Since it’s rare to take a tarantula to the vet, companies don’t offer pet insurance to help offset the cost. However, even if they did, we’d recommend skipping it altogether because the chances of your tarantula needing it enough to break even on premiums is practically zero.
$0-$1 per month
Once you have everything in the tank setup, the only thing that you need to do is change out the substrate every once in a while, which would be every year or two. Considering that their ideal substrate costs around $10, the $1 a month estimate might be too high.
$0-$5 per month
Just because it’s a tarantula, that doesn’t mean that you can’t add things to their enclosure to keep them entertained! It just means that you don’t need to add as many. Tarantulas love to climb, so the more things that you can add to their enclosure for them to climb on, the better.
Keep in mind that tarantulas do better with smaller enclosures as they learn to hunt and trap their food, so you won’t be able to fit a ton of stuff in there and still give them space to roam. Also, your tarantula will attempt to escape their enclosure if you build things up too high.
Finally, just because you can add something doesn’t mean you have to. This is easily a zero-dollar-a-month expense if you don’t want to add anything.
Total Monthly Cost of Owning a Tarantula
$10-$35 per month
The most expensive part of owning a tarantula was purchasing them and their enclosure! Once you have your tarantula in hand, there are relatively few expenses that you need to account for.
If you decide to breed your own crickets, the only thing that you’ll likely need to spend any money on is new substrate every few years!
Additional Costs to Factor In
Unlike most animals that have tons of other price factors to consider, there are relatively few for a tarantula.
The most common cost that you need to worry about with a tarantula is pet sitting. But even this primarily comes down to keeping the humidity level right and ensuring that there’s enough water in their bowl.
That’s because tarantulas typically go about 2 weeks without eating, and it’s not uncommon for them to go up to a full month! Furthermore, many tarantulas can live up to 2 years without food!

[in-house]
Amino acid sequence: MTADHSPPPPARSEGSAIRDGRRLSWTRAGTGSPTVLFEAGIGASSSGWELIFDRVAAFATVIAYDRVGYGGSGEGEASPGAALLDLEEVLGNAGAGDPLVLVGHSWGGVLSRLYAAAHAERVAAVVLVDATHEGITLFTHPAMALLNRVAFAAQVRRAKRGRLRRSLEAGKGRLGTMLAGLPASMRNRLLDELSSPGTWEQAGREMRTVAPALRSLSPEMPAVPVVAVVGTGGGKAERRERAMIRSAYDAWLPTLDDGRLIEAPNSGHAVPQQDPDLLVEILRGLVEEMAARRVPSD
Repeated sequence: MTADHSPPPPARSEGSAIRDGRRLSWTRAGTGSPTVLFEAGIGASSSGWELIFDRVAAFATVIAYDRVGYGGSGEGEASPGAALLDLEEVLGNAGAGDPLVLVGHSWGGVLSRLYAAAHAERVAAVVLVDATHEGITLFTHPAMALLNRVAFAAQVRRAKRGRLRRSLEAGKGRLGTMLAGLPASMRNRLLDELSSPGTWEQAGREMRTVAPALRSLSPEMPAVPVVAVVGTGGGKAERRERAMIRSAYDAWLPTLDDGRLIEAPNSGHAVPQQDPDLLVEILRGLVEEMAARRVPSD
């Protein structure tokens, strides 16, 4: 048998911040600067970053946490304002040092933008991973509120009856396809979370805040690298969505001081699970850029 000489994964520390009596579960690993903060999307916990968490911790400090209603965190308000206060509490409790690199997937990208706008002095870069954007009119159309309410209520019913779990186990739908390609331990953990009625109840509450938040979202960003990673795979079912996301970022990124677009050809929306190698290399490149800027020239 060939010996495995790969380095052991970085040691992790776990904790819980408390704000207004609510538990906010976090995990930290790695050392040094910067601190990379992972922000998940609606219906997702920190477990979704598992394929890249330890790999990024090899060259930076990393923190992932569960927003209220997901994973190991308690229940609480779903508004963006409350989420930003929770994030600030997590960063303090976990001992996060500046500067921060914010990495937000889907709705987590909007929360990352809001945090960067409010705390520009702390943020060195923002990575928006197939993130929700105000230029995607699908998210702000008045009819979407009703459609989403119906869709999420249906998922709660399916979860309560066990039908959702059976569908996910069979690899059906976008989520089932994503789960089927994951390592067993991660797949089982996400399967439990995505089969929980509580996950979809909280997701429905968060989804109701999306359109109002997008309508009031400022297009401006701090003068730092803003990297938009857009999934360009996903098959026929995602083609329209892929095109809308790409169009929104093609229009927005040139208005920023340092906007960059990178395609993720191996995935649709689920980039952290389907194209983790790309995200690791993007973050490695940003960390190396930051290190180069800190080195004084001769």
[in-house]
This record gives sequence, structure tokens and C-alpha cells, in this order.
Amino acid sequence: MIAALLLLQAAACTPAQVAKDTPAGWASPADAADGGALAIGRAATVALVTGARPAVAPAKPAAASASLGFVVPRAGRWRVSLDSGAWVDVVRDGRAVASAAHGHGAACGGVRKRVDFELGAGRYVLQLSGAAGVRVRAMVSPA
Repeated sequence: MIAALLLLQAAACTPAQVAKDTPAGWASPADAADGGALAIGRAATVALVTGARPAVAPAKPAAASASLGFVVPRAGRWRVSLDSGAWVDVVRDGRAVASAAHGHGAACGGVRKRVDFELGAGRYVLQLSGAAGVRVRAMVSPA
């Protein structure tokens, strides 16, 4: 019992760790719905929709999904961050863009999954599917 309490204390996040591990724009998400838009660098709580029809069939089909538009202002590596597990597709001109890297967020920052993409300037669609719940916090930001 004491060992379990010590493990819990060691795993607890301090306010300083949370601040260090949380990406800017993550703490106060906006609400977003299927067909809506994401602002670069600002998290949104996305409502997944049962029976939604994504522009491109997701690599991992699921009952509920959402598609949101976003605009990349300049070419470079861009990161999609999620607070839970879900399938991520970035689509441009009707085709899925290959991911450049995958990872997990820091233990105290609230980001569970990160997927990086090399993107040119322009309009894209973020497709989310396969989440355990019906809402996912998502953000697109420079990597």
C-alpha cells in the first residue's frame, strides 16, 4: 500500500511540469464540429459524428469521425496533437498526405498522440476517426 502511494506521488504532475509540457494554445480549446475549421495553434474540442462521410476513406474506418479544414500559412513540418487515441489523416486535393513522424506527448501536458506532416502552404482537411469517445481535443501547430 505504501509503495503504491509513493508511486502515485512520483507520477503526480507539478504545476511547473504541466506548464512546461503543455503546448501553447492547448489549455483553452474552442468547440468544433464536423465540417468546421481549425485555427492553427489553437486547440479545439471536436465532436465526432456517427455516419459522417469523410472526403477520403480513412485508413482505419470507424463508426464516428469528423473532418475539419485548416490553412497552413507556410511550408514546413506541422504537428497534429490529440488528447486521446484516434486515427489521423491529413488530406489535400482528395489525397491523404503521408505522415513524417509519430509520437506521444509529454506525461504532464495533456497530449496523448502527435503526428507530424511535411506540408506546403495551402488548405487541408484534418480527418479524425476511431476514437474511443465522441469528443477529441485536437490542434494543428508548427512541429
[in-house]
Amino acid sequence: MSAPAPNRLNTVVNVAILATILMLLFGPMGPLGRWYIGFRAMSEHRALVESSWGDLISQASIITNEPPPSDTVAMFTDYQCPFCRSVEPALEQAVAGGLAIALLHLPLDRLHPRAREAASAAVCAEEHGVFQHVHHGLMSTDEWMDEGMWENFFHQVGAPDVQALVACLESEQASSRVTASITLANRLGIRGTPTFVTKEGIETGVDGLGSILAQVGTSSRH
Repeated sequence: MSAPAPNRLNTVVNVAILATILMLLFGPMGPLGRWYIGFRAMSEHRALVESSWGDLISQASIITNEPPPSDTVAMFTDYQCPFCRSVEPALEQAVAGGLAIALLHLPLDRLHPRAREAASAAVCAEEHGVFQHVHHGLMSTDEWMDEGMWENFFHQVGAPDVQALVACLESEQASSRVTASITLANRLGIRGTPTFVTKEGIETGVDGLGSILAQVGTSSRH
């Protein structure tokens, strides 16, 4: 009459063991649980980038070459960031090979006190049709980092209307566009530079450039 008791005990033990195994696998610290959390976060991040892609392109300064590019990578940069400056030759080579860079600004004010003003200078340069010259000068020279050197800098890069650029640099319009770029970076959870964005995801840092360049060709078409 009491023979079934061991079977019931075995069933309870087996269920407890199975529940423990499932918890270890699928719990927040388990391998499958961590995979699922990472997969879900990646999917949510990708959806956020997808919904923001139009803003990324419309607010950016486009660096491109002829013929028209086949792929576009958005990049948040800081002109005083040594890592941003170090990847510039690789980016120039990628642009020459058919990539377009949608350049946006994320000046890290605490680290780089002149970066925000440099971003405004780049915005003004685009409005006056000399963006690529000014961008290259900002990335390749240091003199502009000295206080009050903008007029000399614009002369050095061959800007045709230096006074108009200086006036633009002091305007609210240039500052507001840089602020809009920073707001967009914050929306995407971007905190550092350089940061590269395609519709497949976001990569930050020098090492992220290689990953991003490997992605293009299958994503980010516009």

Even better, if you are going on an extended trip, a standard tarantula enclosure is small enough that you might be able to take it with you. There aren’t a ton of extra cost factors to consider with a tarantula!
Owning a Tarantula On a Budget
The truth is that a tarantula is the perfect pet to have if you’re on a tight budget. They survive off of crickets, which are incredibly cheap, and they don’t need much else to sustain them.
Even better, if you decide to breed your own crickets, you can shave costs the costs of feeding a tarantula to practically nothing!
Since the enclosures for crickets are so affordable, and you likely already have almost everything that you need, there’s no reason that you can’t breed your own crickets. All you have to do is keep them together in a place that has enough room for them to lay their eggs!
If you’re on a tight budget and can afford the upfront cost of a tarantula, there’s no need to worry about the monthly costs — just go for it!
- Related Read: Do Tarantulas Make Good Pets? What You Need To Know!
Saving Money on Tarantula Care
The best way to save money on tarantula care is to breed your own crickets. But even then, you’re talking about saving a few bucks, if that, each month, and you might end up with too many crickets that you need to get rid of.
Pet stores sell crickets for as little as 17 cents a cricket, and a tarantula only eats about one to two crickets per meal, so there’s not a ton of cost savings here either. It’s mainly the convenience factor of not needing to head to the pet store for crickets!
Whether you’re on a tight budget and want a pet or simply want to be ready before adding a new animal to your home, the simple fact is that a tarantula is an extremely low-cost pet.
Still, keep in mind that they can live up to 30 years if you get a female, so ensure that you’re ready for a long-term pet commitment before purchasing one — your tarantula won’t survive in the wild if you release it.
Featured Image Credit: Willem Van Zyl, Shutterstock